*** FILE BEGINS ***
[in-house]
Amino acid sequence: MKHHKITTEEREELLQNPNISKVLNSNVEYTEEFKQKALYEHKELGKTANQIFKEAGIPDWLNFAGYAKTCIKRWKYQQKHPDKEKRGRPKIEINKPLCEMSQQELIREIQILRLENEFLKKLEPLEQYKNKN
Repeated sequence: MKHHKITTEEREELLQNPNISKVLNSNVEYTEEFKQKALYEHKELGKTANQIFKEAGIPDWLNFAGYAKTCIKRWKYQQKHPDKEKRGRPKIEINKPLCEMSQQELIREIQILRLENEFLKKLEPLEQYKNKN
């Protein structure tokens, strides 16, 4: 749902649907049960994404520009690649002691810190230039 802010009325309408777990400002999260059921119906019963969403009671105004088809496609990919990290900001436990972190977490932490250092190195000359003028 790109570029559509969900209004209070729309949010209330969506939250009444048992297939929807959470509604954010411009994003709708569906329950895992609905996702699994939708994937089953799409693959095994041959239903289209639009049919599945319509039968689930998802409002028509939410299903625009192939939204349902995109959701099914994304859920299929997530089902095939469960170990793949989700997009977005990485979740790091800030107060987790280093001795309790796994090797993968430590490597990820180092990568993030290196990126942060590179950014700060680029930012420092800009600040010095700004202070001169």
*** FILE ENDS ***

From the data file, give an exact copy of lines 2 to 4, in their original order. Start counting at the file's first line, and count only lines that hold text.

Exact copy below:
Amino acid sequence: MKHHKITTEEREELLQNPNISKVLNSNVEYTEEFKQKALYEHKELGKTANQIFKEAGIPDWLNFAGYAKTCIKRWKYQQKHPDKEKRGRPKIEINKPLCEMSQQELIREIQILRLENEFLKKLEPLEQYKNKN
Repeated sequence: MKHHKITTEEREELLQNPNISKVLNSNVEYTEEFKQKALYEHKELGKTANQIFKEAGIPDWLNFAGYAKTCIKRWKYQQKHPDKEKRGRPKIEINKPLCEMSQQELIREIQILRLENEFLKKLEPLEQYKNKN
């Protein structure tokens, strides 16, 4: 749902649907049960994404520009690649002691810190230039 802010009325309408777990400002999260059921119906019963969403009671105004088809496609990919990290900001436990972190977490932490250092190195000359003028 790109570029559509969900209004209070729309949010209330969506939250009444048992297939929807959470509604954010411009994003709708569906329950895992609905996702699994939708994937089953799409693959095994041959239903289209639009049919599945319509039968689930998802409002028509939410299903625009192939939204349902995109959701099914994304859920299929997530089902095939469960170990793949989700997009977005990485979740790091800030107060987790280093001795309790796994090797993968430590490597990820180092990568993030290196990126942060590179950014700060680029930012420092800009600040010095700004202070001169």